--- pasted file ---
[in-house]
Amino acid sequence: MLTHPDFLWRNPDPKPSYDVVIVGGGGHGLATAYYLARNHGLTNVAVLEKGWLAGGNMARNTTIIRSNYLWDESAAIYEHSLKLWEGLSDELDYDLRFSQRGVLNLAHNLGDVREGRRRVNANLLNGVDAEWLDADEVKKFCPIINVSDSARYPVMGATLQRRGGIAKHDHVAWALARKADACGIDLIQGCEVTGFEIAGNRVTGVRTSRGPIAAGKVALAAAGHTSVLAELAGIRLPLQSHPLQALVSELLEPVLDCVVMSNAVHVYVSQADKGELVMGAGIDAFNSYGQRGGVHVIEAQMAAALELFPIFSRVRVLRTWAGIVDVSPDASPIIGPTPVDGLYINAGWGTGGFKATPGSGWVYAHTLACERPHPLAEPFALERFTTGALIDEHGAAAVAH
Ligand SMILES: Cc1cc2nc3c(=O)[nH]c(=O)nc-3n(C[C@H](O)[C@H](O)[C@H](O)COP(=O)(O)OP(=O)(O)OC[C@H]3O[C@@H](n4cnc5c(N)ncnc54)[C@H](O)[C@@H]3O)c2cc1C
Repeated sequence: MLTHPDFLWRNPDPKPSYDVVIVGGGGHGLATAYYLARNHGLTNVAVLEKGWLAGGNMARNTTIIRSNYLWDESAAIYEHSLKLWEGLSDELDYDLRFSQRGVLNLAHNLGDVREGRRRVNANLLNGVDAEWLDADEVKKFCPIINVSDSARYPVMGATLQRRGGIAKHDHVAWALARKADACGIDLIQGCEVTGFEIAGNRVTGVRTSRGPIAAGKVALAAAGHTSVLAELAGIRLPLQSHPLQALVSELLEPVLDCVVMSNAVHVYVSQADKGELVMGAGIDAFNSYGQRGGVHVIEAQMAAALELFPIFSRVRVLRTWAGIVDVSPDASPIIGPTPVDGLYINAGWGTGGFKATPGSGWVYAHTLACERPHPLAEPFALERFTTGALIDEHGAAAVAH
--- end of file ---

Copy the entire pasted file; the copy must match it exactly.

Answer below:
[in-house]
Amino acid sequence: MLTHPDFLWRNPDPKPSYDVVIVGGGGHGLATAYYLARNHGLTNVAVLEKGWLAGGNMARNTTIIRSNYLWDESAAIYEHSLKLWEGLSDELDYDLRFSQRGVLNLAHNLGDVREGRRRVNANLLNGVDAEWLDADEVKKFCPIINVSDSARYPVMGATLQRRGGIAKHDHVAWALARKADACGIDLIQGCEVTGFEIAGNRVTGVRTSRGPIAAGKVALAAAGHTSVLAELAGIRLPLQSHPLQALVSELLEPVLDCVVMSNAVHVYVSQADKGELVMGAGIDAFNSYGQRGGVHVIEAQMAAALELFPIFSRVRVLRTWAGIVDVSPDASPIIGPTPVDGLYINAGWGTGGFKATPGSGWVYAHTLACERPHPLAEPFALERFTTGALIDEHGAAAVAH
Ligand SMILES: Cc1cc2nc3c(=O)[nH]c(=O)nc-3n(C[C@H](O)[C@H](O)[C@H](O)COP(=O)(O)OP(=O)(O)OC[C@H]3O[C@@H](n4cnc5c(N)ncnc54)[C@H](O)[C@@H]3O)c2cc1C
Repeated sequence: MLTHPDFLWRNPDPKPSYDVVIVGGGGHGLATAYYLARNHGLTNVAVLEKGWLAGGNMARNTTIIRSNYLWDESAAIYEHSLKLWEGLSDELDYDLRFSQRGVLNLAHNLGDVREGRRRVNANLLNGVDAEWLDADEVKKFCPIINVSDSARYPVMGATLQRRGGIAKHDHVAWALARKADACGIDLIQGCEVTGFEIAGNRVTGVRTSRGPIAAGKVALAAAGHTSVLAELAGIRLPLQSHPLQALVSELLEPVLDCVVMSNAVHVYVSQADKGELVMGAGIDAFNSYGQRGGVHVIEAQMAAALELFPIFSRVRVLRTWAGIVDVSPDASPIIGPTPVDGLYINAGWGTGGFKATPGSGWVYAHTLACERPHPLAEPFALERFTTGALIDEHGAAAVAH